# weighted standard error of the mean

#### jvaughan5

##### New Member
Hi,

I am trying to calculate some statistical properties pertaining to mobility of cargo inside cells for my research, but due to my poor statistical skills I am in need of a little guidance. I think the short version of my question is how to calculate the standard error of the mean with samples that are weighted differently.

In more detail...

I am studying the speed distribution of particles moving inside of cells. It turns out that a useful way to study the speed distribution for my experiments is to plot the survival function (1-CD or cumulative distribution).

Now I want to estimate the error in the survival functions. In order to do this, I simply repeated the experiment several times (5-10). For each experiment I calculated a survival function. From there I calculate a weighted mean SF, where the weights are proportional to the number of samples in each SF. (One experiment might have 100 particles, while another might have 500, so I figured I should give them different weights.)

I found on Wikipedia an equation for calculating the weighted variance (URL below). From the weighted variance I now want to calculate the standard error of the mean so that I can compare one batch of control experiments to another batch of experiments where a 'motion-killing drug' has been applied to the cells. This way I can determine whether differences between the two batches of experiments are meaningful.

For equally weighted samples I know the equation is simply SEM = SD/(N^0.5). Any ideas how (or if) this equation should be modified when the samples are weighted?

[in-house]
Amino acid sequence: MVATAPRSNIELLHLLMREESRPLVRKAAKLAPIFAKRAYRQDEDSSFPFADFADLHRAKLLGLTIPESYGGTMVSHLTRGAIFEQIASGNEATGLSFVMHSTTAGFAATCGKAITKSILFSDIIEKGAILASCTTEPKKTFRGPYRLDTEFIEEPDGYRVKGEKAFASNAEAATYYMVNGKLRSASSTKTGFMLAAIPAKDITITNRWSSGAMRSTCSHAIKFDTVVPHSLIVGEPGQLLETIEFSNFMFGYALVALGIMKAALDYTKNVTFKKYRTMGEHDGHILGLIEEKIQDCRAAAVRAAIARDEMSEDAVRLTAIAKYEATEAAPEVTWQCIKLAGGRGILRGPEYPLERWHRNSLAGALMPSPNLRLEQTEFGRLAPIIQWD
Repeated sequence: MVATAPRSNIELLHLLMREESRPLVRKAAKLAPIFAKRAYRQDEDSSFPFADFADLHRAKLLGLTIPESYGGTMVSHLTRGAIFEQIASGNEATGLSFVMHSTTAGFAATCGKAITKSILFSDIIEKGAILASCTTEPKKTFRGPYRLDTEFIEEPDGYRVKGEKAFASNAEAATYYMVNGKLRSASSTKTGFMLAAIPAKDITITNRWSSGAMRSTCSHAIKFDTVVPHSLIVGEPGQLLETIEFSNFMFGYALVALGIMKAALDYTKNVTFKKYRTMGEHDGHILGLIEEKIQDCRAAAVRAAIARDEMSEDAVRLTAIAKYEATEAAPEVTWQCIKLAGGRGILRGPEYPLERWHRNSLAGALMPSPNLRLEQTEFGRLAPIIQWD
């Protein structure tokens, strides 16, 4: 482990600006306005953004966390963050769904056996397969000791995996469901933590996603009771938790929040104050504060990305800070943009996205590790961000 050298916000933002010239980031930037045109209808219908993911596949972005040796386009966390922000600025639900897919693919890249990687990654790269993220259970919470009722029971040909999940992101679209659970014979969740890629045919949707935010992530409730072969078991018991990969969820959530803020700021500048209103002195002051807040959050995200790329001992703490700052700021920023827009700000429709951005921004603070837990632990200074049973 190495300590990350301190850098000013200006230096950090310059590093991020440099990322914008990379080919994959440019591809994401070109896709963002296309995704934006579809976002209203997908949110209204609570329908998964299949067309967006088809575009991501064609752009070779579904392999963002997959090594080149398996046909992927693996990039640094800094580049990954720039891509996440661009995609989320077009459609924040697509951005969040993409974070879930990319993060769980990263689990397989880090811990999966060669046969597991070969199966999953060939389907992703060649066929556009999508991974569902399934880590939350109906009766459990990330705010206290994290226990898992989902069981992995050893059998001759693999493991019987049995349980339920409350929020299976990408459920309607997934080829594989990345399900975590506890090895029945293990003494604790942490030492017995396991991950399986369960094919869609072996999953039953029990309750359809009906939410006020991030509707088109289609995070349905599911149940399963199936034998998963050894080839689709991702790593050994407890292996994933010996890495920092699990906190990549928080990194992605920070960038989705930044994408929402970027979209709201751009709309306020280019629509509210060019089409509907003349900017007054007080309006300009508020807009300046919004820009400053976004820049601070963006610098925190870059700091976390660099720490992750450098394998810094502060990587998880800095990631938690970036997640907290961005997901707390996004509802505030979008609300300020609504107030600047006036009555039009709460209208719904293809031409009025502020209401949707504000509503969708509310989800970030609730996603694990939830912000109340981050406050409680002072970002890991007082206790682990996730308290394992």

Thanks!
J

http://en.wikipedia.org/wiki/Weighted_mean

#### LigongKarlChen

##### New Member
The definition of weighted standard error

Hi,

The question you are asking is important but difficult to be answered since there is no consensus on the definition of weighted standard error (WSE). We have the definitions on both weighted mean and weighted standard deviation (WSD) but there is no definition for the WSE; thus no weighted confidence interval (WCI) for a weighted mean.

Some people use the WSD and sample size n to define the WSE; but others use WSD and a sum of weights to define the WSE.

In my opinion, the latter one is correct because the sample size n has two following basic properties in the regular statistics:

1) it is a sum of weights;

2) it is a particular case under the condition of all weights being equal to 1.

Therefore, all regular statistics can be generalized with the sum of weights.

I did a mathematical proof on the two properties in my paper, which can be found in the 2007 JSM Proceedings. You can use my name "Ligong Chen" to search in the proceedings.

If you need help, please email me at chenlgyq@*******.com
or visit my personal website at: http://cotglti.spaces.live.com

Thank you!

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